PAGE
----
Mouse models of COVID-19 recapitulate inflammatory pathways rather than gene expression

PLoS Pathog. 2022 Sep 26;18(9):e1010867. doi: 10.1371/journal.ppat.1010867. eCollection 2022 Sep.

Abstract

How well mouse models recapitulate the transcriptional profiles seen in humans remains debatable, with both conservation and diversity identified in various settings. Herein we use RNA-Seq data and bioinformatics approaches to analyze the transcriptional responses in SARS-CoV-2 infected lungs, comparing 4 human studies with the widely used K18-hACE2 mouse model, a model where hACE2 is expressed from the mouse ACE2 promoter, and a model that uses a mouse adapted virus and wild-type mice. Overlap of single copy orthologue differentially expressed genes (scoDEGs) between human and mouse studies was generally poor (≈15-35%). Rather than being associated with batch, sample treatment, viral load, lung damage or mouse model, the poor overlaps were primarily due to scoDEG expression differences between species. Importantly, analyses of immune signatures and inflammatory pathways illustrated highly significant concordances between species. As immunity and immunopathology are the focus of most studies, these mouse models can thus be viewed as representative and relevant models of COVID-19.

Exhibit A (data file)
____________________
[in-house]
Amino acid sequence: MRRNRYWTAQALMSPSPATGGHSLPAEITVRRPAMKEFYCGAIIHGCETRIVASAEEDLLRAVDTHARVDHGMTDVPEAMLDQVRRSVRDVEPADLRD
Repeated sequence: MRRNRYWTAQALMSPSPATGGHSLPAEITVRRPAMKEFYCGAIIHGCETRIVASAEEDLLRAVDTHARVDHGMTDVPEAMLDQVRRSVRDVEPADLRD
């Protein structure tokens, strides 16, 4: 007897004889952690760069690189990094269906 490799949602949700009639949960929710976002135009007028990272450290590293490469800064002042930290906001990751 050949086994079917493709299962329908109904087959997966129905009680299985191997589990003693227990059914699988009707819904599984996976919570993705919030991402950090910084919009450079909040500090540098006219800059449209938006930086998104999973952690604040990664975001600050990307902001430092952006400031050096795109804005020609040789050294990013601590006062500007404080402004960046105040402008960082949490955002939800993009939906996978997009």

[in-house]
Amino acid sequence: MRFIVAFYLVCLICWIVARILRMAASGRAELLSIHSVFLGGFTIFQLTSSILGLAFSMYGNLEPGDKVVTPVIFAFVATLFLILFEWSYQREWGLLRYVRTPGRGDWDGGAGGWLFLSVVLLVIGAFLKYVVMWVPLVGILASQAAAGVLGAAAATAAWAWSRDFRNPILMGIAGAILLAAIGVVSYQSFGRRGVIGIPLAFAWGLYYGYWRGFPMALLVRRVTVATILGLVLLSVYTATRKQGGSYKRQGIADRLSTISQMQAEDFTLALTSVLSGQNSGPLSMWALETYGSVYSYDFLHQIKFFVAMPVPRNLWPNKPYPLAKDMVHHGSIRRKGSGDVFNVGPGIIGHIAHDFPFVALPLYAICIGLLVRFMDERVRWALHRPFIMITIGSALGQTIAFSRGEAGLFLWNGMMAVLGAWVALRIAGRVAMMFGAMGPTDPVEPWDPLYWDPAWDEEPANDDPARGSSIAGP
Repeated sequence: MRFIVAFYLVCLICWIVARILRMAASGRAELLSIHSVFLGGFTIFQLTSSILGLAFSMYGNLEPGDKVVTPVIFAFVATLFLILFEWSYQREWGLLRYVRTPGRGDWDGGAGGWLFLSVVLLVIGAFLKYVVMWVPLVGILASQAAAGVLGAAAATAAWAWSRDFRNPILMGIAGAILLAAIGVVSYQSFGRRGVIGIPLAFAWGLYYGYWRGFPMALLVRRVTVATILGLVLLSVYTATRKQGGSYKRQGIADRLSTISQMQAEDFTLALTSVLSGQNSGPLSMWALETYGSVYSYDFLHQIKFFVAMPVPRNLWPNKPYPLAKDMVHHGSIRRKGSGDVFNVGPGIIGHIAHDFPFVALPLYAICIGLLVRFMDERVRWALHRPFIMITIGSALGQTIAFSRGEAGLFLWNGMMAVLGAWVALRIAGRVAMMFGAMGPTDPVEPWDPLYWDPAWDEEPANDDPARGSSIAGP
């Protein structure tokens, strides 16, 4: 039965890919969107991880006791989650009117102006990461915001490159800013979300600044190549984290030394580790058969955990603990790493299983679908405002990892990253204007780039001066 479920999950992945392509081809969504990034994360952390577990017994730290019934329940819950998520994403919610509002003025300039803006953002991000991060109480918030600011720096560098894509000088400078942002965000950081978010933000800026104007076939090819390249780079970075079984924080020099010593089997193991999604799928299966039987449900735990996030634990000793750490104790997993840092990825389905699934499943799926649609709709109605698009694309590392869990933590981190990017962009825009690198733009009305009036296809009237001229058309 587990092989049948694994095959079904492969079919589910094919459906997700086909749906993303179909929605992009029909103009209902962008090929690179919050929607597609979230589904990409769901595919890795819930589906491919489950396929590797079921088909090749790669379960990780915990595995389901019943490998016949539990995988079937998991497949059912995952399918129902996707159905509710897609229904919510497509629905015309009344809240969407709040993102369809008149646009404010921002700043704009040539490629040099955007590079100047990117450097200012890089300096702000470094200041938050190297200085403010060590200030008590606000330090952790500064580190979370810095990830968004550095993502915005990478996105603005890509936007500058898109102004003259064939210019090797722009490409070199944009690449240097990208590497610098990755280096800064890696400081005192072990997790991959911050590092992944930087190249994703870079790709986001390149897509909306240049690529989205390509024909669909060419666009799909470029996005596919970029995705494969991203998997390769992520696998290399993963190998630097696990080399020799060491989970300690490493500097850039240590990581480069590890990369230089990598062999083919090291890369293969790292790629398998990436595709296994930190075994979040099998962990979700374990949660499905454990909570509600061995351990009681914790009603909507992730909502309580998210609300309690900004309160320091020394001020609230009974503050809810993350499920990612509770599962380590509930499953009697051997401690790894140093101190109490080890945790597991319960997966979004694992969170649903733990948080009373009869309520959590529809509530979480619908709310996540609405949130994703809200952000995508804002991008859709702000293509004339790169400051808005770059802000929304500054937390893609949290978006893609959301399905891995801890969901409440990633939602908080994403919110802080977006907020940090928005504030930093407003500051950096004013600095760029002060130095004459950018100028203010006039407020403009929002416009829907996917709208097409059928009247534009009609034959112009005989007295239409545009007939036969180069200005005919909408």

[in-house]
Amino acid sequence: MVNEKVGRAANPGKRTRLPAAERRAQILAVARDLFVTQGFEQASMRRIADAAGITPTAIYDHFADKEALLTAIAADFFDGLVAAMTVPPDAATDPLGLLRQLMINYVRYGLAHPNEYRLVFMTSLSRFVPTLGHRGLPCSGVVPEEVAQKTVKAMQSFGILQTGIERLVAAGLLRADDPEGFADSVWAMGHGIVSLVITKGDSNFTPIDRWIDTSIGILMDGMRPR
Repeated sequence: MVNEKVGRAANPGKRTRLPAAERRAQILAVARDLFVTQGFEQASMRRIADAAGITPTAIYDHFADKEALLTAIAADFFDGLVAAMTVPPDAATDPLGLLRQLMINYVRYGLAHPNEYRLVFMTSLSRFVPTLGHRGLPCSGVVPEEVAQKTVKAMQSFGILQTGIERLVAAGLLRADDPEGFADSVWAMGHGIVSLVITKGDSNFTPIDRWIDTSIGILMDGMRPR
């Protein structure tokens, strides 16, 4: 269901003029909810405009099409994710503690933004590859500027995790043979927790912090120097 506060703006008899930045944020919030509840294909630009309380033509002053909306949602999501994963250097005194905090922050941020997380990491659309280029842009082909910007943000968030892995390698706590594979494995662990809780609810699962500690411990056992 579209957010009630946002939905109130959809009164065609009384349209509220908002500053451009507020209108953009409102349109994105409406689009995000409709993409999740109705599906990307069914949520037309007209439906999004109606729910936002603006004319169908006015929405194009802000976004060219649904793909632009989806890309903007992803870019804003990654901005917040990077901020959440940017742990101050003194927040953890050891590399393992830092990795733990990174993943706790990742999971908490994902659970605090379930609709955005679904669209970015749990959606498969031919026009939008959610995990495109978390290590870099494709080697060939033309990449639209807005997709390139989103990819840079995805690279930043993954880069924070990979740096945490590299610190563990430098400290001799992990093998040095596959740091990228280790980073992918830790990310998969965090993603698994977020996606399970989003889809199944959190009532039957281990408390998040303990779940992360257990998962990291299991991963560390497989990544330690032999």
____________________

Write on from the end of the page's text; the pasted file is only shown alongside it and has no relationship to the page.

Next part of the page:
Publication types

  • Research Support, Non-U.S. Gov't

MeSH terms

  • Angiotensin-Converting Enzyme 2 / genetics
  • Animals
  • COVID-19* / genetics
  • Disease Models, Animal
  • Gene Expression
  • Humans
  • Lung
  • Mice
  • Mice, Transgenic
  • Peptidyl-Dipeptidase A / metabolism
  • SARS-CoV-2 / genetics

Substances

  • Peptidyl-Dipeptidase A
  • Angiotensin-Converting Enzyme 2

Grant support

The SARS-CoV-2 PC3 work was supported by generous philanthropic donations from the Brazil Family Foundation (and many others). The project was also partly funded by an intramural seed grant from the Australian Infectious Diseases Research Centre. AS holds an Investigator grant from the National Health and Medical Research Council (NHMRC) of Australia (APP1173880). The funders played no role in the study design, data collection and analysis, decision to publish, or preparation of the manuscript.